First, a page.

Ramakrishna tapped to lead Grand Challenge Scholars Program’s growth
Above: B.L. Ramakrishna (left) served as director of the Grand Challenge Scholars Program at ASU from 2009 to 2013. Now, he’s overseeing the program on a national level. Photographer: Jessica Hochreiter/ASU
An Arizona State University faculty member has taken on a recently created leadership position within the National Academy of Engineering.
Emeritus Professor B.L. Ramakrishna was named Director of the Academy’s Grand Challenges Scholars Program Network.
Proctor Reid, NAE’s Director of Programs, said this position was designed to “facilitate the development and expansion” of the Grand Challenge Scholars Program, which he describes as a “powerful educational movement.”
The undergraduate education program was established in 2009 with a focus on preparing students to contribute to solving some of the biggest challenges of the 21st Century.
The program is now active in 38 universities across the United States, and in four universities abroad. As director, Ramakrishna will focus on the continued growth of the Grand Challenge Scholars Program, as well as improving the programs nationwide through data collection, research, community building efforts, outreach and partner development.
ASU program opens doors
Ramakrishna brought the program to ASU’s Ira A. Fulton Schools of Engineering in 2009. Serving as the director until 2013, he established the program as the Fulton Schools’ Scholar Academy, a unique, application-based program for highly qualified engineering students.
In 2013, the Fulton Schools’ program produced its first graduate from among 60 students and has since grown to 480 students, 31 percent of which are female.
Ramakrishna was driven to support and expand the program because it reflected his commitment to creating future engineers who have an interdisciplinary education, an entrepreneurial mindset, a global perspective and a deep sense of social consciousness.
He says ASU’s program offered a pivotal insight into the growth potential of the program on a national level. Prior to founding the program at ASU, Grand Challenge Scholar Programs were in place at only a handful of private universities.
“When we established a successful program at a university like ASU, it proved that this program can be grown across public and private universities — both large and small,” says Ramakrishna.
In 2013, Ramakrishna stepped down as director to accept a prestigious Jefferson Science Fellowship, which brought together a team of four doctors, four scientists and four engineers to advise the U.S. State Department in foreign relations through the lens of science, engineering and health.
“This experience really helped me to understand the big picture impacts of a program like this,” says Ramakrishna.
“I saw how science and technology and innovation can come together to transform global development and inform foreign policy,” he says.
In his role in the Jefferson Science Fellowship, Ramakrishna traveled to several countries, including Tanzania, Ghana, Armenia and India. He made connections on his diplomatic visits that should help him advance the National Academy of Engineering’s goal to scale the Grand Challenge Scholars Program globally.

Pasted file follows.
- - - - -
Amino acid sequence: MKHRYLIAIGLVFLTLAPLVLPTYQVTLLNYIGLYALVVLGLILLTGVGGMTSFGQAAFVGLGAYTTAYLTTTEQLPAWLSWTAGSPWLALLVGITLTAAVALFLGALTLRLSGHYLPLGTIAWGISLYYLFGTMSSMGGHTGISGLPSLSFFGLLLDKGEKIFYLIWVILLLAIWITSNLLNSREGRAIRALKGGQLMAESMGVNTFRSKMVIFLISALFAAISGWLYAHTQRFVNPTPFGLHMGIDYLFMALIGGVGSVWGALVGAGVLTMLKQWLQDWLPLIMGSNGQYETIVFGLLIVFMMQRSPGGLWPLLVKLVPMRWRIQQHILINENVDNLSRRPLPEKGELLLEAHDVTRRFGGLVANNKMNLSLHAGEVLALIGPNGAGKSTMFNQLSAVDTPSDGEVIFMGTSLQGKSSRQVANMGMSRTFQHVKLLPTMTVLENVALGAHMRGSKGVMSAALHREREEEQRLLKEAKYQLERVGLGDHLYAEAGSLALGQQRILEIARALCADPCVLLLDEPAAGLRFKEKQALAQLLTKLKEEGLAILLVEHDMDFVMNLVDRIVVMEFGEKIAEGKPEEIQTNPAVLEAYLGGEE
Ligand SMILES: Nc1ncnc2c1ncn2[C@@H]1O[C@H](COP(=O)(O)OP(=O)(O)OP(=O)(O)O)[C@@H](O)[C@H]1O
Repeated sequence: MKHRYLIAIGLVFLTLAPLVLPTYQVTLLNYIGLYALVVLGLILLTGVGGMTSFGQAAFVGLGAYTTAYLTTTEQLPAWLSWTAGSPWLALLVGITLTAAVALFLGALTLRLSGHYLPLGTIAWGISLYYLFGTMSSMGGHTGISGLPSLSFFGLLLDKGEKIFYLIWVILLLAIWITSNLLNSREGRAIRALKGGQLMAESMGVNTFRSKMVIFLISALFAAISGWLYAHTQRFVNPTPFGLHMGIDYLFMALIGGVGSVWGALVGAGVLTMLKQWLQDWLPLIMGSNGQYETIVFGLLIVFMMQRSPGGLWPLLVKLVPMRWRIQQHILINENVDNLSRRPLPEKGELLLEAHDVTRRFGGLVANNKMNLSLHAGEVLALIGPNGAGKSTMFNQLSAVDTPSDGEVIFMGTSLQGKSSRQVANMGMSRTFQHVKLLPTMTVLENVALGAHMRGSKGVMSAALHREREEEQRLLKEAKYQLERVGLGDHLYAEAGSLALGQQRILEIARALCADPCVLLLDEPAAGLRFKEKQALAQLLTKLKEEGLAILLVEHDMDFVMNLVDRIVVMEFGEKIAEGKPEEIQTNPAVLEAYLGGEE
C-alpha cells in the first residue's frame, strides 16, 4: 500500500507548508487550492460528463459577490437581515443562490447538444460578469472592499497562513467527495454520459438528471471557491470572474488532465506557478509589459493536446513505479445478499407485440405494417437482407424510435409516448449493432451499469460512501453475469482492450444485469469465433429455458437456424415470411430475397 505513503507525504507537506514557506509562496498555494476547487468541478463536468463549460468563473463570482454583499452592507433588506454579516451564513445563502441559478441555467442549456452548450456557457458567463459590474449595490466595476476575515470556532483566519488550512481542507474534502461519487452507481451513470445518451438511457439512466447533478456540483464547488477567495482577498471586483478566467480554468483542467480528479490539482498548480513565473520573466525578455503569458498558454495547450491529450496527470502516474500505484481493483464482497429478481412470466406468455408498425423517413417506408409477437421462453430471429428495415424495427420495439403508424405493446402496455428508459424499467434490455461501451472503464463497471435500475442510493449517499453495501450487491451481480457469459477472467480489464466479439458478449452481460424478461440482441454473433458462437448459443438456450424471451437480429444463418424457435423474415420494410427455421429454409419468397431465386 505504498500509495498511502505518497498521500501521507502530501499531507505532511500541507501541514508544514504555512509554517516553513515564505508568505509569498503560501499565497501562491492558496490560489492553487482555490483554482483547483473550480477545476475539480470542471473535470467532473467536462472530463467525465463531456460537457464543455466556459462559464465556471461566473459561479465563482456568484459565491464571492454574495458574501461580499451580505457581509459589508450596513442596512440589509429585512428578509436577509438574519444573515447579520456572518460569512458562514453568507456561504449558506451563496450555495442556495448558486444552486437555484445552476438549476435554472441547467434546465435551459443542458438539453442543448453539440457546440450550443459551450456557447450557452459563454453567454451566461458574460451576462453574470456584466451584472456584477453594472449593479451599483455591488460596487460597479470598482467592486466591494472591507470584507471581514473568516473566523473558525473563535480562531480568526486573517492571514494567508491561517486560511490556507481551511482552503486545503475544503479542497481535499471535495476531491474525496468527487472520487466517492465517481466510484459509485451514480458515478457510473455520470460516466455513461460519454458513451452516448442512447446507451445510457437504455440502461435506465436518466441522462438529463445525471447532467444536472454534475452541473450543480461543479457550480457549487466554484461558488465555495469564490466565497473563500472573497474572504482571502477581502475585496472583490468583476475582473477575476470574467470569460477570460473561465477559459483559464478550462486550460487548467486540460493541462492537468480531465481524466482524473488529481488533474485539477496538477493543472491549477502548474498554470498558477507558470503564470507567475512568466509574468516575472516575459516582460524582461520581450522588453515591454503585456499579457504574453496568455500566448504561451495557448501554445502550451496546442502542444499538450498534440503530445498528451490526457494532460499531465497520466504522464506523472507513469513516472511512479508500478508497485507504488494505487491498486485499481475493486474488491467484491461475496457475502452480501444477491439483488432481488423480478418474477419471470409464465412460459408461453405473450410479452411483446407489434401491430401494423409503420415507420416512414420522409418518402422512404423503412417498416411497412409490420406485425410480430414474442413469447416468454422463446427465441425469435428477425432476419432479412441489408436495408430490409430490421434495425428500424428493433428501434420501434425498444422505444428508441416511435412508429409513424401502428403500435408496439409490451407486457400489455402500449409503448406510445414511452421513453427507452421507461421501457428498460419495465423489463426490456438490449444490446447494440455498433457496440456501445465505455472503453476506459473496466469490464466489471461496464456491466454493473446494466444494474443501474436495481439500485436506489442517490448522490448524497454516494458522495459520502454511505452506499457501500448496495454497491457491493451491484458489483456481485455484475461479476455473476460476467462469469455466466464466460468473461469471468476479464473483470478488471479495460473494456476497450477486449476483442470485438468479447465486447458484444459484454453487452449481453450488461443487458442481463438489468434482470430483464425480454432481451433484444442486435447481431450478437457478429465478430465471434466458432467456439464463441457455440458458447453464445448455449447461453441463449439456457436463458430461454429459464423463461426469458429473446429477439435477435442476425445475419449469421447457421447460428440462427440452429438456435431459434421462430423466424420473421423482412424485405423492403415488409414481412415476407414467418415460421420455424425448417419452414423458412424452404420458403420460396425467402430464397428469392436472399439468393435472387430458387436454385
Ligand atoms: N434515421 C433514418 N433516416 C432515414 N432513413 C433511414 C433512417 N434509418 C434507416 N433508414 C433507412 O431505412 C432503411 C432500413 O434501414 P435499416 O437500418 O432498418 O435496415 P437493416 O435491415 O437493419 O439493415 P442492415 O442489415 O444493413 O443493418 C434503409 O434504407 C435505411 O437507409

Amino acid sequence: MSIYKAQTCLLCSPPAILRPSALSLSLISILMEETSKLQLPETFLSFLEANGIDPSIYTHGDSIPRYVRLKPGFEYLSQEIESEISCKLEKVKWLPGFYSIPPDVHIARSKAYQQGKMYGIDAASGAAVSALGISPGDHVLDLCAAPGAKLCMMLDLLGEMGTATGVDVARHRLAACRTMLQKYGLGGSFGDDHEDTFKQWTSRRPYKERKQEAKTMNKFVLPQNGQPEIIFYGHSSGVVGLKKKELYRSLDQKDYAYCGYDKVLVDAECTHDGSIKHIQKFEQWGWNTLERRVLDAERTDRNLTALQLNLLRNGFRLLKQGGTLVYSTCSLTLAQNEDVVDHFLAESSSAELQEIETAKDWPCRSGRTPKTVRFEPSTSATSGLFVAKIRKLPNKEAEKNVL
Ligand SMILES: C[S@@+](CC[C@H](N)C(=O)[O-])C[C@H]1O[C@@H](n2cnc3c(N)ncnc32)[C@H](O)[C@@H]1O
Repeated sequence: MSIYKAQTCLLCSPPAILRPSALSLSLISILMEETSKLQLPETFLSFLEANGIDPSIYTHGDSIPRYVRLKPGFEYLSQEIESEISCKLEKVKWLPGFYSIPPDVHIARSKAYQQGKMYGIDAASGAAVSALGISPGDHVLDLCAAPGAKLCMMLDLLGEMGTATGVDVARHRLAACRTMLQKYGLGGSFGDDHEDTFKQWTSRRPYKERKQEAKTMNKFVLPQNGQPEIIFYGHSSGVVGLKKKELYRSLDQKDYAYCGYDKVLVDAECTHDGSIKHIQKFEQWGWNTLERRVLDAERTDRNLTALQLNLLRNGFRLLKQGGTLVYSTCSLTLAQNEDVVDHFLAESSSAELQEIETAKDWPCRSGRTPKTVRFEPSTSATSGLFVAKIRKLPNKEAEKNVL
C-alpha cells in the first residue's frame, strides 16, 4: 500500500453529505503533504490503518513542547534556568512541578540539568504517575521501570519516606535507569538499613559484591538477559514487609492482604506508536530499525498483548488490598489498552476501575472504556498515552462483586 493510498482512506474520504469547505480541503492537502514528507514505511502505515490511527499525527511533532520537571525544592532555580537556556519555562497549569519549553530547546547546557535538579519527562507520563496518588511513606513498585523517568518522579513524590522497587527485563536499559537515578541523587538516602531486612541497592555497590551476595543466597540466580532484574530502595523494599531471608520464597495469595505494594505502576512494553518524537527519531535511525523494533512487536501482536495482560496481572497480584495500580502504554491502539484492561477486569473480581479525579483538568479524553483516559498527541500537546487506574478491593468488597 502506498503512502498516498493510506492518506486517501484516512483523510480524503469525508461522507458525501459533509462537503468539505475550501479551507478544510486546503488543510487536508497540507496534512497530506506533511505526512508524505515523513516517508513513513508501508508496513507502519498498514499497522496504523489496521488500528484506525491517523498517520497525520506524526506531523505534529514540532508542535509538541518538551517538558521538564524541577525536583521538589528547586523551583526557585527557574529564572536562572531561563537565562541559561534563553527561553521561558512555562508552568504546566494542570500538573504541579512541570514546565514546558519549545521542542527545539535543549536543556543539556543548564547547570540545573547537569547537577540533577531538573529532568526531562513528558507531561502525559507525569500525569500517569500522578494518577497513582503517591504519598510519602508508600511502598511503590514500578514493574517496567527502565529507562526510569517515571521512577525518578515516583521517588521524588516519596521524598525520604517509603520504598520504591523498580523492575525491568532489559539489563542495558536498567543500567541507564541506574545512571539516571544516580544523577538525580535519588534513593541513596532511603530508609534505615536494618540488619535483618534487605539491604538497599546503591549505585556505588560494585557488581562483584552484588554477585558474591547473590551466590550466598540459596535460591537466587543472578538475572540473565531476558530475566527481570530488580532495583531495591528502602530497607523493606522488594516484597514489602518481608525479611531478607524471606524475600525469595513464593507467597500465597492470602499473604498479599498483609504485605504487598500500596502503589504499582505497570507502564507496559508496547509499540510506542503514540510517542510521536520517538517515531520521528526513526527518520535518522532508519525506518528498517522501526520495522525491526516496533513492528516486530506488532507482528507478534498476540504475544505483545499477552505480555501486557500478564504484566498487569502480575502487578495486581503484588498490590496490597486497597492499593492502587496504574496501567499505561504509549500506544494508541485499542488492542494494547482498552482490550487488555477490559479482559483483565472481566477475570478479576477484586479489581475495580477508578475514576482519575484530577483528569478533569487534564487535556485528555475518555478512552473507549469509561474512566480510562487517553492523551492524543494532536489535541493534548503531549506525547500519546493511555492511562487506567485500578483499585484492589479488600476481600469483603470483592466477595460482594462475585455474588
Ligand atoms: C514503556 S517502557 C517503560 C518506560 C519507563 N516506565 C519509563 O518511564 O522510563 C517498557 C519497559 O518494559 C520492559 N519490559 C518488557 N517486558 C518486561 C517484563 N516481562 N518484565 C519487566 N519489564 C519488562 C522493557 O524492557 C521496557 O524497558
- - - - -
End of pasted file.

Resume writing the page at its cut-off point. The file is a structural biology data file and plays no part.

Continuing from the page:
Prior to this fellowship, Ramakrishna was a faculty member at ASU for more than 30 years.
Leading a movement
After seven years of organic growth, Ramakrishna has a five-year goal to swiftly expand the program to 150 universities across the United States, and to 75 universities abroad.
Throughout the growth process he will continue to champion the locally-driven nature of the program.
“We leave the implementation of the program to the specific institution and encourage individual approaches to suit each university and their community,” he says.
The National Academy of Engineering supports this program because it “promotes what engineering is really all about,” says Ramakrishna.
“The program captures the vision that engineering is a mechanism for creating solutions to problems our people and planet face and as a result makes the world more sustainable, healthy, secure and joyful,” he says.
Ramakrishna says playing a role in communicating that vision to students across the country and around the world is what really excites him.
In addition to capturing the hearts and minds of young engineers, Ramakrishna’s aims to increase support for this program’s movement across industry, universities, governments, NGOs and professional engineering societies.
Currently, the program primarily depends on mentors in academia, but Ramakrishna has a vision that includes attracting more professional engineers to the effort.
“I believe engineering professionals recognize there’s a demand for the type of engineers that this program produces in their companies,” says Ramakrishna.
“Industry demands engineers that have technical depth, but also interdisciplinary breadth. Companies want employees who know how to think economically, ethically, culturally and globally,” he says.
“For the National Academy of Engineering, the Grand Challenge Scholars Program is really more of a movement than a project,” he says.
And he expects the vision of the program to continue to grow and transform the world, saying, “I’m not afraid to think big and really long-term. Even into how this program will grow to someday propel engineers to meet the challenges of not only the 21st century, but into the 22nd century and beyond.”